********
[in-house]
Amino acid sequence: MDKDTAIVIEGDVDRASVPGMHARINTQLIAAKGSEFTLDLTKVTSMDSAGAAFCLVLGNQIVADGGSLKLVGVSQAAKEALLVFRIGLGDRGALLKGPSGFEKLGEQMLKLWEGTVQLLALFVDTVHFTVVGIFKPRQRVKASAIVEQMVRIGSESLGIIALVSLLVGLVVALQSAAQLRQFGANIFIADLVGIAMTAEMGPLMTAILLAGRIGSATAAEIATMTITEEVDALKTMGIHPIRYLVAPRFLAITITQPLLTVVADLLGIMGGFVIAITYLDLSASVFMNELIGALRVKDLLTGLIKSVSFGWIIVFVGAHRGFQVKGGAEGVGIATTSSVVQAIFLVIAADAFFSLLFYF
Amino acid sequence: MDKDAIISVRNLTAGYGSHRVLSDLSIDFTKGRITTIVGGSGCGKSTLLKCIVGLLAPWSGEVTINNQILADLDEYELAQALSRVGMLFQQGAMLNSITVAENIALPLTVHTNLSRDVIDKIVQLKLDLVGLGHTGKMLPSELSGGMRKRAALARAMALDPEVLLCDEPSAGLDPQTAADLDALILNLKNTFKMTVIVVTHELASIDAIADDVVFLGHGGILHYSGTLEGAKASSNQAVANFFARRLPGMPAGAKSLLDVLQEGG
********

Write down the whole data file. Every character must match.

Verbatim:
[in-house]
Amino acid sequence: MDKDTAIVIEGDVDRASVPGMHARINTQLIAAKGSEFTLDLTKVTSMDSAGAAFCLVLGNQIVADGGSLKLVGVSQAAKEALLVFRIGLGDRGALLKGPSGFEKLGEQMLKLWEGTVQLLALFVDTVHFTVVGIFKPRQRVKASAIVEQMVRIGSESLGIIALVSLLVGLVVALQSAAQLRQFGANIFIADLVGIAMTAEMGPLMTAILLAGRIGSATAAEIATMTITEEVDALKTMGIHPIRYLVAPRFLAITITQPLLTVVADLLGIMGGFVIAITYLDLSASVFMNELIGALRVKDLLTGLIKSVSFGWIIVFVGAHRGFQVKGGAEGVGIATTSSVVQAIFLVIAADAFFSLLFYF
Amino acid sequence: MDKDAIISVRNLTAGYGSHRVLSDLSIDFTKGRITTIVGGSGCGKSTLLKCIVGLLAPWSGEVTINNQILADLDEYELAQALSRVGMLFQQGAMLNSITVAENIALPLTVHTNLSRDVIDKIVQLKLDLVGLGHTGKMLPSELSGGMRKRAALARAMALDPEVLLCDEPSAGLDPQTAADLDALILNLKNTFKMTVIVVTHELASIDAIADDVVFLGHGGILHYSGTLEGAKASSNQAVANFFARRLPGMPAGAKSLLDVLQEGG